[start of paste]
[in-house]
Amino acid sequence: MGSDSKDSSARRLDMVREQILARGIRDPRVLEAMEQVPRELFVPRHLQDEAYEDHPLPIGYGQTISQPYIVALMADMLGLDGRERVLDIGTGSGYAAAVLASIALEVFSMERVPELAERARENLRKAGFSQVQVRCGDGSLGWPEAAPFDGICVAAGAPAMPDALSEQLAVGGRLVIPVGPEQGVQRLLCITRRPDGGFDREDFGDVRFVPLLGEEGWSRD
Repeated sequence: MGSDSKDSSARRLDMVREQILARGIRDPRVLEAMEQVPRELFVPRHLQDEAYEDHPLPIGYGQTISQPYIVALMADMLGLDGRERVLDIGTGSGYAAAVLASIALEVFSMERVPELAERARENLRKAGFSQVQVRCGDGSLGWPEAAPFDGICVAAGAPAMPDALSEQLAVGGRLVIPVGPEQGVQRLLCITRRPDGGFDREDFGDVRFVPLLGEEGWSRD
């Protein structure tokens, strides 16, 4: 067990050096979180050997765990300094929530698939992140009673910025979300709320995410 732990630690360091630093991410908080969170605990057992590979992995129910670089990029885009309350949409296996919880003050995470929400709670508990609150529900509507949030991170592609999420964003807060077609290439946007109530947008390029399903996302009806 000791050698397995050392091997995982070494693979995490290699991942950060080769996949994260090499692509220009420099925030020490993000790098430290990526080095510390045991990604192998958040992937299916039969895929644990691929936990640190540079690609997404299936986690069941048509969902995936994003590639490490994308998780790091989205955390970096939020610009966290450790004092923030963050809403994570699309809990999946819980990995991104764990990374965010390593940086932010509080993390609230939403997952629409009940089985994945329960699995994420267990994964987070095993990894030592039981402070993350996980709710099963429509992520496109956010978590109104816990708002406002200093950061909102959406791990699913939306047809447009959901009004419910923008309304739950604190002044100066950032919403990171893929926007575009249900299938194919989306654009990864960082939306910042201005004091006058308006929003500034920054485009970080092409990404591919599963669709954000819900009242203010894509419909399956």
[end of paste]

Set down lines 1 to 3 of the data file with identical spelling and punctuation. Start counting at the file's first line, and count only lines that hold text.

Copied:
[in-house]
Amino acid sequence: MGSDSKDSSARRLDMVREQILARGIRDPRVLEAMEQVPRELFVPRHLQDEAYEDHPLPIGYGQTISQPYIVALMADMLGLDGRERVLDIGTGSGYAAAVLASIALEVFSMERVPELAERARENLRKAGFSQVQVRCGDGSLGWPEAAPFDGICVAAGAPAMPDALSEQLAVGGRLVIPVGPEQGVQRLLCITRRPDGGFDREDFGDVRFVPLLGEEGWSRD
Repeated sequence: MGSDSKDSSARRLDMVREQILARGIRDPRVLEAMEQVPRELFVPRHLQDEAYEDHPLPIGYGQTISQPYIVALMADMLGLDGRERVLDIGTGSGYAAAVLASIALEVFSMERVPELAERARENLRKAGFSQVQVRCGDGSLGWPEAAPFDGICVAAGAPAMPDALSEQLAVGGRLVIPVGPEQGVQRLLCITRRPDGGFDREDFGDVRFVPLLGEEGWSRD